TORAH TUESDAYS: PARSHAT MATOT-MASEI
BY HENNIE BLACK
tHE REQUEST BY THE TRIBES OF REUVEN AND GAD TO SETTLE ON THE LAND ON THE OTHER SIDE OF THE JORDAN RIVER RATHER THAN IN ISRAEL (ANCIENT CANAAN) DID NOT SIT WELL WITH MOSHE.
WHAT WAS THE REASON FOR MOSHE’S HESITANCY? WHAT DID HE WANT THEM TO UNDERSTAND ABOUT THEIR ROLE AS MEMBERS OF THE 12 TRIBES OF ISRAEL?
This week we will be finishing the fourth book of the Torah with a double parsha – Matot and Masei.
At the end of Matot, the tribes of Reuben and Gad approach Moshe and request to remain on the east side of the Jordan River and not enter into the land of Israel proper. They said, “If it pleases you, let this land be given to your servants as a heritage; do not take us across the Jordan.” They claimed that the pastures were more lush and plentiful and therefore they were better for their cattle to graze on.
Moshe was initially upset at their request saying, “Should your brothers go to war while you live in peace here? Why would you discourage the Jewish nation from crossing into the land which God has given to them? That’s exactly what your ancestors did when I sent them from Kadesh-Barnea to scout the land.”
Moshe was upset that the tribes of Gad and Reuven appear to be rejecting being a part of the Jewish people. They appear to reject unity, a crucial component to the survival of the nation.
Moshe is also worried about a repeat performance of the sin of the spies; if they aren’t to go across, it may cause a ripple effect causing other tribes to not want to go across as well. He is worried about another rebellion.
The root sin that led to the destruction of the temple was the sin of the spies. As the Talmud says, “For crying over nothing, we have been forced to cry over something: the destruction of two temples and a long and often bitter exile.”
Moshe was also bothered by the fact that the tribes of Gad and Reuven, who spent the last 40 years waiting for the moment to enter the land of Israel, are now, on the cusp of finally entering the land, expressing a desire to stay on the other side.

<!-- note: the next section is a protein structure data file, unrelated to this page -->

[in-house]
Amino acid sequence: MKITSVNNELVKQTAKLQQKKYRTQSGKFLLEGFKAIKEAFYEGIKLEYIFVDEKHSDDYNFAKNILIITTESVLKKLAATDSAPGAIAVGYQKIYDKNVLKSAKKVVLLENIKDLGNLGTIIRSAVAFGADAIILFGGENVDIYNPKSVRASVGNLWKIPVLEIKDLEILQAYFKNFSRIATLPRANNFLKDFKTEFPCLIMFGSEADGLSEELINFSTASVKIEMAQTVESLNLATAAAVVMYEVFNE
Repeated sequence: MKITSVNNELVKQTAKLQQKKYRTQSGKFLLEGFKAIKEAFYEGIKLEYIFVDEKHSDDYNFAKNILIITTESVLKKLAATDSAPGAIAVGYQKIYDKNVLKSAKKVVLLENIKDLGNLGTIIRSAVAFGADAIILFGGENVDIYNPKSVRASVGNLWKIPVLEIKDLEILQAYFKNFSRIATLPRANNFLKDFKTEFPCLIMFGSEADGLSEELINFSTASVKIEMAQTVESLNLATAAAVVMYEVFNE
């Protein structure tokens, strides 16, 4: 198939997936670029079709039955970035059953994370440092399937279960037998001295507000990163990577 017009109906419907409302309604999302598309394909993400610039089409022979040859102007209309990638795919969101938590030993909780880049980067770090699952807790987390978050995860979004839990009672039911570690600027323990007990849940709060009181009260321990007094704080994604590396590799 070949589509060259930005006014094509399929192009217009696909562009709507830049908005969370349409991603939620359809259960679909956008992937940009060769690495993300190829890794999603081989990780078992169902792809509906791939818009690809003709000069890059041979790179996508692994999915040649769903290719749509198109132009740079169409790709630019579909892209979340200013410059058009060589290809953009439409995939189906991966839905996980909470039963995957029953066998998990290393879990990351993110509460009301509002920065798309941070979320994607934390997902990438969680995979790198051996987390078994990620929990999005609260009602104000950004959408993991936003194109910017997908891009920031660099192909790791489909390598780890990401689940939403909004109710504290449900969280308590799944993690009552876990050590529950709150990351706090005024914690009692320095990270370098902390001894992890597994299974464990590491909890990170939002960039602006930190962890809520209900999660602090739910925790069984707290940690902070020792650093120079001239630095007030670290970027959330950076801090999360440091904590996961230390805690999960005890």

The tribes of Gad and Reuven soften the blow by agreeing to help in the battle for the land of Israel. But again, they make an error in the next part of their request: “Pens for the flock shall we build here for our livestock and cities for our small children.” In mentioning their wish to build pens for their livestock before building cities for the small children, they indicated their inverted priorities, placing more importance on protecting their livestock than on protecting their children.
Moshe responded, “Build for yourselves cities for your small children and pens for your flock…,” indicating what should have been the first order of business—taking care of their children. Moshe’s message: your priority is to build a future for the next generation through education and a system of morals and ethics.
The people of Gad and Reuven understood the subtle message that Moshe conveyed, and they responded that they would do as Moshe told them. They would fight alongside the entire nation and they would prioritize their children before their livestock.
Matot – Masei always coincides with the three-week period of mourning over the destruction of both the first and second temples. During these three weeks, we reflect on our failures and shortcomings that caused this destruction. More importantly, this period of time offers us an opportunity to think about how we are meant to rebuild and repair that which has broken down because of our shortcomings.
In order to rebuild during these three weeks, we must remember and internalize Moshe’s message: in order to ensure our survival as a people, we need foundational values and ethics that serve as the basis of a Jewish home. We are taught “In each generation in which the Temple is not rebuilt, it is as if it was destroyed anew.” We have a lot of work cut out for us: setting our priorities, rebuilding our relationships and friendships, fostering our desire to return to a peaceful land of Israel, and focusing on educating our children to ensure a Jewish future.
Wishing you a Shabbat shalom.